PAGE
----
Panasonic today launched its forthcoming series of Lumix compact cameras and HD video camcorders on the 10th anniversary of its push into the point-and-click market.

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Since its birth, Lumix has grown to take on 20 percent of the compact cam market, with its DMC-TZ210 and DMC-FT2 taking the top spots in sales value last year.

“These ten years have seen some real advances in camera technology,” said Panasonic director of marketing, Paul Reid.

While last year saw Panasonic’s introduction of the first 3D consumer camcorder, this year’s is a lot less innovative. Instead, Panasonic has beefed up the megapixel (MP) count and thrown in some new features to fish out customers who admittedly want little more than a high MP count and less tricky buttons.

The flagship take on this demogaphic is the new S series: a camera re-worked for the first-time digi-cam point-and-shooters out there. Sporting a lightweight, slim, rounded design with minimal buttons (and minimal features to boot), the S series packs in up to 14.1 MP inside colourful cases that pay more lip-service to image quality than any real delivery.

As one Panasonic rep put it, the high MP count is basically a way to entice the less educated snappers to pick up the S series. To the layman, higher MP equals higher quality. But for prices under $150 a pop, you’d be hard-pressed to find a better beginner’s shot.

The S3 comes in black, white and red at $169 from March, while the S1 comes in black, silver and pink for $149.

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Amongst the rest of the ten cam lineup is the FX78 which drops the MP count to 12.1 but pushes the quality up with its wide angle LEICA lens and high-speed CCD sensor that takes high quality images, even in low light with less chance of blur or noise.

The FX will come in silver finish this April, selling at $499.

The FH is the step-down model suited ‘for families,’ still holding the same picture-grabbing grunt with a smaller pricetag. Bringing 16.1 MP to the table, it can support large, high quality files while still delivering real quality with its LEICA technology lens that’s shrunk 20% since the last model. Intelligent Resolution technology ensures better detail on those close zooms with greater noise reduction – especially important during night shots and when using the 10x zoom.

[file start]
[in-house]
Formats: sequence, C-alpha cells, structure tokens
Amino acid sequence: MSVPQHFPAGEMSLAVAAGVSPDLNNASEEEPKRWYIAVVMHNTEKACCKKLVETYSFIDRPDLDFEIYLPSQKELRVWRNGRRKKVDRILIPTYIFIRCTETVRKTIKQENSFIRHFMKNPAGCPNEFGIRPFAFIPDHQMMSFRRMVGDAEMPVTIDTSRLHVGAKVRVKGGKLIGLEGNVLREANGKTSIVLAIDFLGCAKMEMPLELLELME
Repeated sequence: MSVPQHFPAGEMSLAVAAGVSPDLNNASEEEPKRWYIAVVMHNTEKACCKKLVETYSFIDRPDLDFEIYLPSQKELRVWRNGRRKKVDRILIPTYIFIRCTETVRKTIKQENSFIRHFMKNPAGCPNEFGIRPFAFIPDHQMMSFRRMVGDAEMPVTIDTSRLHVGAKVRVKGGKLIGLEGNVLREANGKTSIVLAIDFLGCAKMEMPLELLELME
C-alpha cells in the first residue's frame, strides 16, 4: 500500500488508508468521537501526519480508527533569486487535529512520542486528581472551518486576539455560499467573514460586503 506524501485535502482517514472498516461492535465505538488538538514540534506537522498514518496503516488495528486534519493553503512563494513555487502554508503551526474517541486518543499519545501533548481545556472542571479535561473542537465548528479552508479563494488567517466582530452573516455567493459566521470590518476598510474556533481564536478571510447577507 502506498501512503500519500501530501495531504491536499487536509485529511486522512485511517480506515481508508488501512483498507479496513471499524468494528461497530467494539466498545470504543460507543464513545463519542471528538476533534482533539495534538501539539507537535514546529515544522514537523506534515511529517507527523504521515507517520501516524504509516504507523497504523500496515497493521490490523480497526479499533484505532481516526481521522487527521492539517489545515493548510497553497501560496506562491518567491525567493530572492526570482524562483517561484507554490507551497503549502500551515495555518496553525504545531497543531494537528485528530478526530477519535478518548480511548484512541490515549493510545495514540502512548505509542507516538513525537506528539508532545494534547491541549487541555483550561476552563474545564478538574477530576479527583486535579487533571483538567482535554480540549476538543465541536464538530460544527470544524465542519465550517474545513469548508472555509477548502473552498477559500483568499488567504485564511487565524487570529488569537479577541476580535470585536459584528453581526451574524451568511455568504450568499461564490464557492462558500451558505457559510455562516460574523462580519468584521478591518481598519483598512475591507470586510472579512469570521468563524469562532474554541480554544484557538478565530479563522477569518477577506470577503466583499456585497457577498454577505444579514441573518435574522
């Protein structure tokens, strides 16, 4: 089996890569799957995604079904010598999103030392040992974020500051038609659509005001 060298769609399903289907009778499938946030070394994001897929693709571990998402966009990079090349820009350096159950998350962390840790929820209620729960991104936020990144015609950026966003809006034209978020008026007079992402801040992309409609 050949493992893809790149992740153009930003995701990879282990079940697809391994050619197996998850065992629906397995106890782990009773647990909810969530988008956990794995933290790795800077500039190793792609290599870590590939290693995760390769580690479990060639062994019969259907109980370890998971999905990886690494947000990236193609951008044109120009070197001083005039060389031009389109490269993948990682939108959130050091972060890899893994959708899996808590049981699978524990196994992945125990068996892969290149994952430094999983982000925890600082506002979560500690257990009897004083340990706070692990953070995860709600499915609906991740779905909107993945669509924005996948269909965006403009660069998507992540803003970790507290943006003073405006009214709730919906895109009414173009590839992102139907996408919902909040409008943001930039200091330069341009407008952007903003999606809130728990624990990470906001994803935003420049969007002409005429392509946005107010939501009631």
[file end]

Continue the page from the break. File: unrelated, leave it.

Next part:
The FH27 comes in black for $349 in March, while the FH25 will stock in an additional silver, red and blue for $299.

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The TZ series is a step up, featuring touch shutter and GPS functionality that is faster than the last generation with an upgraded one million landmarks that you can use to geo-tag onto. 

Its funkiest feature is the Handheld Nightshot that cleverly opts to take 10 individual photos in place of one long exposure to soak up as much light in a shot as possible without the need to use a tripod to avoid shaky-cam syndrome. Its Intelligent Zoom can go up to 21x.

The TZ20 comes in black for $599 this April, while the TZ18 comes in silver for $499.

Panasonic has packed in all the pointless features you could hope for in a rugged cam for the great outdoors that’d probably only suit  you if you’re James Franco in 127 Hours. 

The 12.1 MP FT3 is waterproof to 12 metres, shockproof to 2 metres, freezeproof to -10 degrees Celcius and dustproof. It also features improved GPS since the earlier generations of Lumix cams alongside a highly sensitive compass, altimeter and barometer to give the full geo-tagging experience to the extreme snapper.

The FT3 will come in at $599 in March, coming in silver, orange, red and blue. According to the Lumix team, it can even skip on water – but I wouldn’t put my own $600 on that.


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The whole range of compact cameras feature Intelligent Auto (iA) for optimum shot presets on-the-go, Optical Image Stabilisation (IOS) that has been amped up on this years range with action modes that actually manage to take the shaky-cam effect out of walking and filming simultaneously. Alongside all this is a HD filming function across the whole range (though some smaller models will only go up to 720p rather than full HD).

HD filming is a major push in Panasonic’s marketing, as Product Marketing Manager for Camcorders, Aurelie Hayon, puts it: “Emerging bloggers look to share their videos on the Internet,” while others look for hi-def footage for serious filming and HD TV compatibility.

The camcorder range goes from amateur shooters to serious filmers, with the 3MOS broadcast quality cameras pulling together a 3MOS sensor, Hybrid IOS for supreme image stabilising and the star Leica lens. 

The real star, though, is the stable touchscreen sensitive zooming function that allows gentle, refined zooming on a subject. This feature stands out while many other lightweight handy-cams fail to offer a lens ring for sensitive zooming. These cams also have the additional option for 3D recording with the VW-CLT1 3D lens going for $449 in March, applicable with four of the eight camcorders being launched.

The HDC line of camcorders range from $2099 for the 3MOS versions to as low as $499 for the bottom-end 1MOS renditions. The SDR models that feature up to 78x zoom will retail at $549 for the H101 and $349 for the S71 by late February.

Keep your eye on SmartHouse for indepth looks at these cameras, coming up soon.

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